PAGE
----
Deployment of targeted smoking demand-reduction measures may be significantly associated with decreases in smoking prevalence worldwide, according to a study published March 21 in The Lancet Public Health.
Since 2003, the World Health Organization Framework Convention on Tobacco Control (WHO FCTC) has led a coordinated effort to decrease global tobacco use by recommending several demand-reduction measures.
Shannon Gravely, PhD, et al., analyzed WHO data from 126 countries to examine the association between the demand-reduction measures implemented between 2007 and 2014 and smoking prevalence estimates between 2005 and 2015. The demand-reduction measures were taxation, smoke-free policies, warning labels, bans on tobacco advertising, promotion and sponsorship and smoking cessation programs.
Results showed that overall, there was a significant increase in the proportion of countries that implemented each key measure between 2007 and 2014. The mean smoking prevalence for all 126 countries was 24.73 percent in 2005 and 22.18 percent in 2015, an average decrease in prevalence of 2.55 percent. Unadjusted linear regression showed that increases in implementations of key measures between 2007 and 2014 were “significantly associated with a decrease in smoking prevalence between 2005 and 2015.” Further, each additional measure implemented was associated with an average decrease in smoking prevalence of 1.57 percent and an average relative decrease of 7.09 percent.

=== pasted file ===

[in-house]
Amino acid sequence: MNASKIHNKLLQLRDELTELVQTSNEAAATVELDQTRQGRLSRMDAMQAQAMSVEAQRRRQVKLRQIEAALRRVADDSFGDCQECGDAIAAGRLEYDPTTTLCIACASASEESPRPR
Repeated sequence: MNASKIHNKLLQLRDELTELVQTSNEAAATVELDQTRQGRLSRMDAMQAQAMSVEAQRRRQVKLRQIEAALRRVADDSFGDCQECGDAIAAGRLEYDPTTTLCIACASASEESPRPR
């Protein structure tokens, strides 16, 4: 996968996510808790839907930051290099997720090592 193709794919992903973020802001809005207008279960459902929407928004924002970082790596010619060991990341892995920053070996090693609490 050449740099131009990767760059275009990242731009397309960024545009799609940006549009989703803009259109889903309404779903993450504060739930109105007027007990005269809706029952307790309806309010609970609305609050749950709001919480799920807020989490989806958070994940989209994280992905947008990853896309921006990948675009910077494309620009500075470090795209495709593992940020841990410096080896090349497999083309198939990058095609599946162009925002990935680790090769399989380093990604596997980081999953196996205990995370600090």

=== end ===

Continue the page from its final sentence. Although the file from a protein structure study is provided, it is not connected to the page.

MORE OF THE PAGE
“[Our study] highlights the importance of tobacco control in two global initiatives that have set goals of markedly reducing non-communicable diseases through reducing tobacco use: WHO’s Global Action Plan, and the UN’s Sustainable Development Goals, which calls on countries to ‘strengthen the implementation of the [WHO FCTC] in all countries, as appropriate,’” the authors conclude.
In an accompanying editorial, Kenneth E. Warner, PhD, notes that the study affirms the validity of the demand-reduction measures, and commends the authors for reinforcing that “tobacco control policy matters.” “Let us hope that this study increases adoption of all of the core evidence-based demand-reduction policy interventions, especially including raising taxes, the highly effective intervention that has lagged in terms of adoption,” he adds.
Gravely S, Giovino GA, Craig L, et al. Lancet Public Health 2017;2:e166-e174.
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